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There are stories in Zen about some Zen master crying over a death of someone in their life. Or it could just as easily be crying over a wayward child, lost to drugs or craziness. Or a parent or spouse with Alzheimer’s. Or victims of disasters, natural or man made. Or you name it.

For example, there is a story about a former student of the 18th century Japanese Zen master Hakuin who as a girl breezed through her Zen studies, a real prodigy. When she was older some neighbor took her to task when she cried and mourned her grandchild’s death.

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But you were the prized pupil of the great Hakuin, how can you still know suffering? How can you indulge yourself with such crying and wailing and all that? They asked. And that’s how these stories go. Oh you are so enlightened, why are you crying? Why are you so attached? Isn’t it all a dream, a projection, aren’t you beyond life and death? Haven’t you reached an end to suffering?

These stories always end with the Zen master, or the grandmother former Zen prodigy saying, in effect:

“Fuck you.”

Gotta love authenticity.

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Sometimes the right authentic response to someone who is judging others for suffering and wont try to help and doesn’t care and wont even try to be cool and be kind does seem to be “fuck you.”

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I have had it said to me in that context a few times, though not always in just so many words, and I deserved it. Can be a strong and compassionate teaching.

There is an ancient Chan Buddhist text called “The Ceasing of Notions.” It is some of the oldest Buddhist writings we have the original copies of (early Tang). Among the oldest attested Buddhist teachings, way before this text, going back to Greek reports of early Buddhism when the Greek poet and philosopher (and later Buddhist convert!) Pyrrho was with Alexander the Great cruising India 300 BCE, is basically the ceasing of notions (see Beckwith’s recent book “Greek Buddha” if you are interested; I’ll try to write more about that another time).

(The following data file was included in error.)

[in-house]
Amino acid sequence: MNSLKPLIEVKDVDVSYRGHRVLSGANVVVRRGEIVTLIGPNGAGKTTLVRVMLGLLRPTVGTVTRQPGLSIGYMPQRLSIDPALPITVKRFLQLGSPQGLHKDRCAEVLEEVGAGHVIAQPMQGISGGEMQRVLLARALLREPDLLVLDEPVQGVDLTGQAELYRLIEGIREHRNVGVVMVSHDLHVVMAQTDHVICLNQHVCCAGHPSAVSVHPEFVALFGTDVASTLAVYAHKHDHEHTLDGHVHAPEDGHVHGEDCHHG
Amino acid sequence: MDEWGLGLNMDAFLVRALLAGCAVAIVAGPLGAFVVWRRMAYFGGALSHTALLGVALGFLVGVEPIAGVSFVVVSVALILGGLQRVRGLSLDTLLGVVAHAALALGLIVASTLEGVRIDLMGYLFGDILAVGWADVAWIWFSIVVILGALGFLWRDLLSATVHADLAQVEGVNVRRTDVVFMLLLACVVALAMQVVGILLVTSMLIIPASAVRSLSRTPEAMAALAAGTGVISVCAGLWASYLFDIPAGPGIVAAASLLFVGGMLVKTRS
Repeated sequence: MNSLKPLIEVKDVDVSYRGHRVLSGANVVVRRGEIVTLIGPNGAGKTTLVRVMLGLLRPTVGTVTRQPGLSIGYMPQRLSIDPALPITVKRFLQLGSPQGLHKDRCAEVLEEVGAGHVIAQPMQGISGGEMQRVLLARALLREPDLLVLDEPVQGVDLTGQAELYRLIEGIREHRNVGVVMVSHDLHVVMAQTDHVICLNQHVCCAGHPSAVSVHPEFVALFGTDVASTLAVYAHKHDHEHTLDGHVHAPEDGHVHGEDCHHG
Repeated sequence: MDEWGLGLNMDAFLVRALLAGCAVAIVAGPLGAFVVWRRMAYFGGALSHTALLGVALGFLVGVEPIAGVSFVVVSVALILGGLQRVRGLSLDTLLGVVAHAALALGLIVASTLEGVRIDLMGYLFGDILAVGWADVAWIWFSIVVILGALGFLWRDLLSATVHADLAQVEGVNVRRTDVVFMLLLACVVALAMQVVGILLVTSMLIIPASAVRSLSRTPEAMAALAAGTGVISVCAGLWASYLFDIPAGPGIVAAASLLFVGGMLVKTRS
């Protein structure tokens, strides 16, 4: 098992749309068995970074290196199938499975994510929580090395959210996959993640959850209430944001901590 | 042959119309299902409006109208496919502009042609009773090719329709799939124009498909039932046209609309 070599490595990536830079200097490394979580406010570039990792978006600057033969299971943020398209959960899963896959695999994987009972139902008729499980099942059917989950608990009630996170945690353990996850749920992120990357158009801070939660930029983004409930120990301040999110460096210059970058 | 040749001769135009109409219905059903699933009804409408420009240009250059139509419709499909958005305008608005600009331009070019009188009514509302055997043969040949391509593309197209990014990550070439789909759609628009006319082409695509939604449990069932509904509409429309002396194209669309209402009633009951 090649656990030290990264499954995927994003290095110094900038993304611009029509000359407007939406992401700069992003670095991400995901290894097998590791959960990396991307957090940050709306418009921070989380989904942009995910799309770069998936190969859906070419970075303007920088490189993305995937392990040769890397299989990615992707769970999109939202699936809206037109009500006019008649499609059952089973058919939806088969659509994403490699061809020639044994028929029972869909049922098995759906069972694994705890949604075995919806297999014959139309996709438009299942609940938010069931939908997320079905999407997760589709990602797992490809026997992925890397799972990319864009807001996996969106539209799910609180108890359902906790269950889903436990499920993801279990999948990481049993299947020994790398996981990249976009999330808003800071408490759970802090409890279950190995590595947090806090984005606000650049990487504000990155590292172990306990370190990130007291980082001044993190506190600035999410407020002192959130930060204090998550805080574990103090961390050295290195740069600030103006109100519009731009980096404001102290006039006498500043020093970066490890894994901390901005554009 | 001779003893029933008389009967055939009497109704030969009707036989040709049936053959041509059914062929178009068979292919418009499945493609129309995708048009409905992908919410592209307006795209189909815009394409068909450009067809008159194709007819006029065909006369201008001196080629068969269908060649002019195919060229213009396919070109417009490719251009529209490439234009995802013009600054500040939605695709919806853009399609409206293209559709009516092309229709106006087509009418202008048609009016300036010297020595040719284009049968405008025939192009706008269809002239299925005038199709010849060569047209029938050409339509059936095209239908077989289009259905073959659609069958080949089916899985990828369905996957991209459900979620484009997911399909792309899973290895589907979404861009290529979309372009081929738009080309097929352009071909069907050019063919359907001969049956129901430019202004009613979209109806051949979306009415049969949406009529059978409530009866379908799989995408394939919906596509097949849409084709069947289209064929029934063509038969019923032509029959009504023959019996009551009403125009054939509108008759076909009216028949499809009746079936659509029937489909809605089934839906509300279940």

To cease notions means don’t limit the universe by your conditioned responses, your concepts of how it is. It means be open and aware.

It can lead to compassion.

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To cease notions also means having no fixed, concrete and conceptual notions about what it is to cease notions. It certainly does not mean creating new notions about notions, like that you should not know a rock from a potato because that would be just a notion to recognize you eat one not the other. Or that  you should not care about the suffering of others because suffering is a notion and we are all one, no separation, no duality, so it doesn’t matter anyway. Or because it is all just your life. Or you do not cry when it is crying time. Or you do cry when it is time to keep it together, because of some notion about crying or not crying.

Those are some stupid notions. There’s no end to stupid notions, even about no notions!

Be cool. Be kind. There’s a lot of suffering going around. Try, because what else can you do?

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Hmm, just for a while there, there was no joint, no throbbing, no pain, just writing; it’s funny how that works.